vis[curr]=1;
curr = a[curr];
}

if(vis[curr]==2){
ans*=po(m-1, cnt);
ans%=mod;
}
else{
int cyc_len = 1;
for(int i=a[curr]; i!=curr; i=a[i]) cyc_len++;

long long tmp = po(m-1, cyc_len)+((cyc_len&1)?-1:1)*(m-1);
tmp%=mod;
ans*=tmp;
ans%=mod;

ans*=po(m-1, cnt-cyc_len);
ans%=mod;
}

curr = i;
while(vis[curr]!=2){
vis[curr]=2;
curr=a[curr];
}
}
}

ans%=mod;
if(ans<0) ans+=mod;

cout<<ans<<'\n';

}

return 0;
}

Tester's Solution
#include <bits/stdc++.h>
using namespace std;
#define ll long long int
#define mod 1000000007

ll mpow(ll a, ll b) {
ll res = 1;
while(b) {
if(b&1) res *= a, res %= mod;
a *= a;
a %= mod;
b >>= 1;
}
return res;
}

int main() {
int t;
cin >> t;
while(t--) {
int n, m; cin >> n >> m;
int a[n];
for(int i = 0; i < n; i++) cin >> a[i], a[i]--;
int vis[n];
memset(vis, 0, sizeof(vis));
ll ans = 1;
ll v[n + 1];
v[1] = 0, v[2] = m - 1;
for(int i = 3; i <= n; i++)
v[i] = ((v[i - 1]*(m - 2))%mod + (v[i - 2]*(m - 1))%mod)%mod;
for(int i = 0; i < n; i++) {
if(vis[i]) continue;
int lst = -1, now = i, sz = 0;
vector<int> pro;
while(!vis[now]) {
vis[now] = 1;
pro.push_back(now);
sz++;
int nxt = a[now];
if(vis[nxt] == -1) {
ans *= mpow(m - 1, sz);
ans %= mod;
break;
}
if(vis[nxt]) {
int cycle = -1;
for(int i = 0; i < sz; i++)
if(nxt == pro[i])
cycle = sz - i;
ans *= (m*v[cycle])%mod;
ans %= mod;
ans *= mpow(m - 1, sz - cycle);
ans %= mod;
break;
}
lst = now;
now = nxt;
}
for(int j = 0; j < sz; j++)
vis[pro[j]] = -1;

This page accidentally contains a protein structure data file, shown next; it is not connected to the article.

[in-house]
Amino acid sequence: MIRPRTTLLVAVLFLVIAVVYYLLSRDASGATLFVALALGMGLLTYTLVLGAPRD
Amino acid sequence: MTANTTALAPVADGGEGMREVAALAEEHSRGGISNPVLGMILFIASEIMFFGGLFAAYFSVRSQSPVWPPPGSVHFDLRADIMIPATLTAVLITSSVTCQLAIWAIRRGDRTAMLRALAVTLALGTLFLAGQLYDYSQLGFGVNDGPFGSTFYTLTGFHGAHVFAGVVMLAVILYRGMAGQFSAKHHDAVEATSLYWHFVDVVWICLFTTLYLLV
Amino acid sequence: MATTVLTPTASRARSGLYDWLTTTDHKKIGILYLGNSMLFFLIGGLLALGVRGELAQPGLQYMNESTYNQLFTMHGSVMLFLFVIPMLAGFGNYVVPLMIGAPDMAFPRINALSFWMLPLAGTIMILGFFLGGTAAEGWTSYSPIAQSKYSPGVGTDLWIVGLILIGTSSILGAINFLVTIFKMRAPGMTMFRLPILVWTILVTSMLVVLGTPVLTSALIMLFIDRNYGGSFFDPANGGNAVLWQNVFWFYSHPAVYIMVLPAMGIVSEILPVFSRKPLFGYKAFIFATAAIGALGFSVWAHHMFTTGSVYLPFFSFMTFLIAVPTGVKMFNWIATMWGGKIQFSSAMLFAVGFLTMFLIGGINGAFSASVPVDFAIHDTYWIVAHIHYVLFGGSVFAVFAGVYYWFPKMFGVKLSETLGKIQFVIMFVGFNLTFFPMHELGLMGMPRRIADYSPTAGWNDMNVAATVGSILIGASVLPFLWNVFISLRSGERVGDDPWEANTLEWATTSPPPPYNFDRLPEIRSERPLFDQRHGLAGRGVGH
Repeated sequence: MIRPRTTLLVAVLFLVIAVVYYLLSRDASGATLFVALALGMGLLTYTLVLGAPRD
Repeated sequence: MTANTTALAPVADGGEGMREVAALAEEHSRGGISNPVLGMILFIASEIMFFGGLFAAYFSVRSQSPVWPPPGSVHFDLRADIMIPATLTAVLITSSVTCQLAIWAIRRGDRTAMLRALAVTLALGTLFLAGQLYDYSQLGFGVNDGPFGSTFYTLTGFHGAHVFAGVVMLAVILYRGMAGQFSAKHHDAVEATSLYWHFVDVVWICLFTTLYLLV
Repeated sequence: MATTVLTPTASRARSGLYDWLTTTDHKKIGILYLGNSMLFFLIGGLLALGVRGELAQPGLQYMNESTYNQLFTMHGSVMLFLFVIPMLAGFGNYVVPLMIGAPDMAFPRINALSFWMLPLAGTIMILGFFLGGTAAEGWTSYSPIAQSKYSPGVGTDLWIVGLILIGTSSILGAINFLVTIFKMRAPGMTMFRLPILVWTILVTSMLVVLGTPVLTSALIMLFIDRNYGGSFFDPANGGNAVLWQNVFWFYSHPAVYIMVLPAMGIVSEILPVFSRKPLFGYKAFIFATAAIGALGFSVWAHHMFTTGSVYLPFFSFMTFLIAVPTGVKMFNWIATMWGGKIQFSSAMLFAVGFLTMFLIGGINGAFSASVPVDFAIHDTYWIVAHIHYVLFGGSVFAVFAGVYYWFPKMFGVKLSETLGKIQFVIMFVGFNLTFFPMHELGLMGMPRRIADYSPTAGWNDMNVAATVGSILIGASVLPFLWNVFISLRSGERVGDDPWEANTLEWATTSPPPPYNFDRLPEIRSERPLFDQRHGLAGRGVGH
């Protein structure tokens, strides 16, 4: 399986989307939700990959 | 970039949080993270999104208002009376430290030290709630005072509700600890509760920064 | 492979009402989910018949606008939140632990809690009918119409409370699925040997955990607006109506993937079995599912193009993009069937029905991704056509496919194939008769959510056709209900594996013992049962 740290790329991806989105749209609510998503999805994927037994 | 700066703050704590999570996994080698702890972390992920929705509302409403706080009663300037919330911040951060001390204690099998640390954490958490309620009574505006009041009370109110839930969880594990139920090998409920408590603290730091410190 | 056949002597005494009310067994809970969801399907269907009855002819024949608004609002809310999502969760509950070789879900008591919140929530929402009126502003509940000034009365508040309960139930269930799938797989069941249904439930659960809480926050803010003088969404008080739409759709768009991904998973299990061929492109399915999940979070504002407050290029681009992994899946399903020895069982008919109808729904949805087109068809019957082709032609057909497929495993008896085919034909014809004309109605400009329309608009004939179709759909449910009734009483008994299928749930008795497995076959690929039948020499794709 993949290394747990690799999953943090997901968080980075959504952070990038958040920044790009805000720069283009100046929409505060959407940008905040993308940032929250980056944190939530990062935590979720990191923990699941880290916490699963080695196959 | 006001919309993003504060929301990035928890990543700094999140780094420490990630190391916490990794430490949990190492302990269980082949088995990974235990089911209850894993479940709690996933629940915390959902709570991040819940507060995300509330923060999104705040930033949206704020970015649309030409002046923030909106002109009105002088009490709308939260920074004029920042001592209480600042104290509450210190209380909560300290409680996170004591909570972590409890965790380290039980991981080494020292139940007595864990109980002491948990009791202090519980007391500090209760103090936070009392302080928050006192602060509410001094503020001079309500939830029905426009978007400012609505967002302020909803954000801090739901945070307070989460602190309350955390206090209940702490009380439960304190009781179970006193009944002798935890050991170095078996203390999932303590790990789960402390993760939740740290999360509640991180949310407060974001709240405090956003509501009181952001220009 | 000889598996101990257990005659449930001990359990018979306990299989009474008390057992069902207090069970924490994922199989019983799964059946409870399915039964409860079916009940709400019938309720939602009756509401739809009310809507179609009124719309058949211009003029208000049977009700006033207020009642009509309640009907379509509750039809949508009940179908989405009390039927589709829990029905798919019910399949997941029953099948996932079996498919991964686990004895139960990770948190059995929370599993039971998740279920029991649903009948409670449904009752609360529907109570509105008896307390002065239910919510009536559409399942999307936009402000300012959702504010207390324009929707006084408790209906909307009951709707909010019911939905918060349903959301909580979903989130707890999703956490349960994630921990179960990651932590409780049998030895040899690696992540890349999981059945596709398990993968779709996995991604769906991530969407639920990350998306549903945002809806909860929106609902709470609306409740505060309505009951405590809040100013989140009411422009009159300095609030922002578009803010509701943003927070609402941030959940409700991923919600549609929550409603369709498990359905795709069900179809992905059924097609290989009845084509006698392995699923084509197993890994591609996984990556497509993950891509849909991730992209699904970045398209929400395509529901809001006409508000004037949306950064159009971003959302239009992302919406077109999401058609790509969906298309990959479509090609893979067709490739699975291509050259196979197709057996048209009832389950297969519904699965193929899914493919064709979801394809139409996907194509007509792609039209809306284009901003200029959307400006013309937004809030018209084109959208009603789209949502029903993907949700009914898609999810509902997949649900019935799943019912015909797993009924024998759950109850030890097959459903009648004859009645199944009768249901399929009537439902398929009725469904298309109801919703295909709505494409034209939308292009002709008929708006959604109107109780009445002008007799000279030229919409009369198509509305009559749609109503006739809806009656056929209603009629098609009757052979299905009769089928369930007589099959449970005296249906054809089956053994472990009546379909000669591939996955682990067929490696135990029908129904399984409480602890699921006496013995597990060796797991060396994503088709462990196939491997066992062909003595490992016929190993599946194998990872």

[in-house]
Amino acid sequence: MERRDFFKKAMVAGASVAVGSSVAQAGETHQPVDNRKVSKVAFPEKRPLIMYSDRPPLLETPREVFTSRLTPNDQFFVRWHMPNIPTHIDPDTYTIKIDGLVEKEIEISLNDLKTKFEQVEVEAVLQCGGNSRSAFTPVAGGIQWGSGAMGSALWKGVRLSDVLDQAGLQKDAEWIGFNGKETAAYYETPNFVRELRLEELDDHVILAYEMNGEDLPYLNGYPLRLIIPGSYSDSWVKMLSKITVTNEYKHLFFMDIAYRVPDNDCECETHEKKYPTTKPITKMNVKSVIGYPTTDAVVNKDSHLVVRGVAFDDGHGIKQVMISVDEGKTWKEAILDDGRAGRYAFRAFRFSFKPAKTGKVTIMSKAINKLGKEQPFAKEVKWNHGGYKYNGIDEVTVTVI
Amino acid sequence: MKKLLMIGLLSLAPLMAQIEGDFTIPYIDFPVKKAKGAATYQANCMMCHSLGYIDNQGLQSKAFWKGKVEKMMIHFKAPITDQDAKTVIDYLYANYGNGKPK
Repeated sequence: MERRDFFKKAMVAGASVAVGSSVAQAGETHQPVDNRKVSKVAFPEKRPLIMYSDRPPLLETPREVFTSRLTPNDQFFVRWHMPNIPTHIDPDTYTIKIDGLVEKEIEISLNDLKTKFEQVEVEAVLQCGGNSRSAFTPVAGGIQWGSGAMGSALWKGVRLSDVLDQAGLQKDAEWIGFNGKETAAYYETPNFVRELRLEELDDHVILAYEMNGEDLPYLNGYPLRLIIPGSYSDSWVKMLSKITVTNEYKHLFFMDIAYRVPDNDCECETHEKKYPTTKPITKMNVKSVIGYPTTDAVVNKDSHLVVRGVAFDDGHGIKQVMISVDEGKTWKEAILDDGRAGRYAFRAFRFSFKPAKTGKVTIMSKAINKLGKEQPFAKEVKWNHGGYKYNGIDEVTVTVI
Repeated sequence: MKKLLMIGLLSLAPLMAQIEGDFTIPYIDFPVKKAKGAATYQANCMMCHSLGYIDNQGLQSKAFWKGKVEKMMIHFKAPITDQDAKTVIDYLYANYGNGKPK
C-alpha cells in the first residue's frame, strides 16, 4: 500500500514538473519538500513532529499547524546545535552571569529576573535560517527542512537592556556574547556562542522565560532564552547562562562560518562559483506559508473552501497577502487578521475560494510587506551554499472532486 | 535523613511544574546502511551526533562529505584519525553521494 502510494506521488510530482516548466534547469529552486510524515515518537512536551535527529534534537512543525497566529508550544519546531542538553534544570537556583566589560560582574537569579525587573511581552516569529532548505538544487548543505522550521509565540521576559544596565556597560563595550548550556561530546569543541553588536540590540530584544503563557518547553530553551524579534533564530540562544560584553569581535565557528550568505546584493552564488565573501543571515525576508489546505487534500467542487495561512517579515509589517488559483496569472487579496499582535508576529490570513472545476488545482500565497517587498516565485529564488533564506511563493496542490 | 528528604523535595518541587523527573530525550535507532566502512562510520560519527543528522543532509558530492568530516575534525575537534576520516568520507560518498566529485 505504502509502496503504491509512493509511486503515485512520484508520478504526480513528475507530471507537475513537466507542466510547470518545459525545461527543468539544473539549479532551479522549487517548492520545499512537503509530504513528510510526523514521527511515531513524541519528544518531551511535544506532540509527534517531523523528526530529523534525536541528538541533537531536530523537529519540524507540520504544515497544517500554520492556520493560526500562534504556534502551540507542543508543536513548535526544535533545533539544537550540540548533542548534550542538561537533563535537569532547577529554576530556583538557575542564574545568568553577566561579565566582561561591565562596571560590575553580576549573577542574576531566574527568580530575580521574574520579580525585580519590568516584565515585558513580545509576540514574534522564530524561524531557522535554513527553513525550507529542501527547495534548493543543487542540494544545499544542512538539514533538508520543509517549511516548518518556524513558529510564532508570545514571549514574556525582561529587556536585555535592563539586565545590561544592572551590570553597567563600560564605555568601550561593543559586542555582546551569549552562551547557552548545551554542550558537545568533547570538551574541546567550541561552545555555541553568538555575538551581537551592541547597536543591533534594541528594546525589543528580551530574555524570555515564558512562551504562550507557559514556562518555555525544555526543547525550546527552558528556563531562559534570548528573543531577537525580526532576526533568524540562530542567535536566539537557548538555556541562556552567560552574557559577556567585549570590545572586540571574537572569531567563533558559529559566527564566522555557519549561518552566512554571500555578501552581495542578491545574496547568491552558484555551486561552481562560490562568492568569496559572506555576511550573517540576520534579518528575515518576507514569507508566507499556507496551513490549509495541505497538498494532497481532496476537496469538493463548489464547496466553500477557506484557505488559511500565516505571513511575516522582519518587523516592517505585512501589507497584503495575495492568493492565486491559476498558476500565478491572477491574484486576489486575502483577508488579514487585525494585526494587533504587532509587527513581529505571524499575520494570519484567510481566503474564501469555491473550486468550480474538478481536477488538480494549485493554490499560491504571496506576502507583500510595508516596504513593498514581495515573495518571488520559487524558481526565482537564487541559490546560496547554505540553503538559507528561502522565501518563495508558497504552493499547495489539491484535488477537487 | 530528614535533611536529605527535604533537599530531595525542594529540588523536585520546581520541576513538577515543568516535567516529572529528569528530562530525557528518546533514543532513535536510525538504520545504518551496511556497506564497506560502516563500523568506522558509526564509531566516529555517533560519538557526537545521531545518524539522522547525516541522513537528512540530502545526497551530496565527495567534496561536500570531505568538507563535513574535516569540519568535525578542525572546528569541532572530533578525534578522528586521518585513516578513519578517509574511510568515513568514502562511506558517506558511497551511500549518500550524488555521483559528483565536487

}
cout << ans << "\n";
}
return 0;
}

Editorialist's Solution
#include<bits/stdc++.h>
using namespace std;

const long long mod = 1000000007;
long long dp[100005][2];

void init(int n, int m){
dp[1][0] = 0;
dp[1][1] = m;
for(int i = 2; i<=n; i++){
dp[i][1] = dp[i-1][0];
dp[i][0] = ((dp[i-1][1]*(m-1))%mod + (dp[i-1][0]*(m-2))%mod)%mod;
}
}

long long po(long long x, long long n){
long long ans=1;
while(n>0){ if(n&1) ans=(ans*x)%mod; x=(x*x)%mod; n/=2;}
return ans;
}

int main(){
ios_base::sync_with_stdio(false);
cin.tie(0);
cout.tie(0);

int T=1;

int sum_len = 0;

cin >> T;
while(T--){

int n,m;
cin>>n>>m;

int a[n];

for(int i=0; i<n; i++){
cin>>a[i];
a[i]--;
}

long long ans = 1;

int vis[n] = {0};
init(n, m);

for(int i=0; i<n; i++){
if(!vis[i]){
int cnt = 0;
int curr = i;

while(!vis[curr]){
cnt++;
vis[curr]=1;
curr = a[curr];
}

if(vis[curr]==2){
ans*= po(m-1, cnt);
ans%=mod;
}
else{
int cyc_len = 1;
for(int i=a[curr]; i!=curr; i=a[i]) cyc_len++;

long long tmp = dp[cyc_len][0];
tmp%=mod;
ans*=tmp;
ans%=mod;

ans*=po(m-1, cnt-cyc_len);
ans%=mod;
}

curr = i;
while(vis[curr]!=2){
vis[curr]=2;
curr=a[curr];
}
}
}

ans%=mod;
if(ans<0) ans+=mod;

cout<<ans<<'\n';

}

return 0;
}

10 Likes

Are the edges directed, or undirected?
If undirected, we can have a situation of duplicate edges (A[x] = y, A[y] = x). So, we may not have exactly N edges.

Yes, edges are undirected, the notion of connected components is defined for undirected graphs.

True, there will be at most N edges. But with fewer edges, the problem is trivialized for a
connected component as the contribution from that connected component would just be M \times (M-1)^{K-1}

4 Likes

Is there any Inclusion-Exclusion solution available for this problem?

Yes, you can use Inclusion-Exclusion to find the number of possible ways of assigning values to the nodes of a cycle. You can refer this

3 Likes

How does the setter’s solution work exactly?
It didn’t use any dp…
Also what does this mean-

long long tmp = po(m-1, cyc_len)+((cyc_len&1)?-1:1)*(m-1);

His solution is based on inclusion-exclusion approach.You can refer this.

oh okay. Thanks

Implemented same solution as setter did in python but still getting tle. Solution Link

math.pow(x,y,z) will efficiently calculate (x**y)%z

Tried replacing operators with pow function, but still getting the same error

It’s quite similar to this problem but nevertheless a nice problem!

1 Like

Such a Nice problem, Felt good after solving it!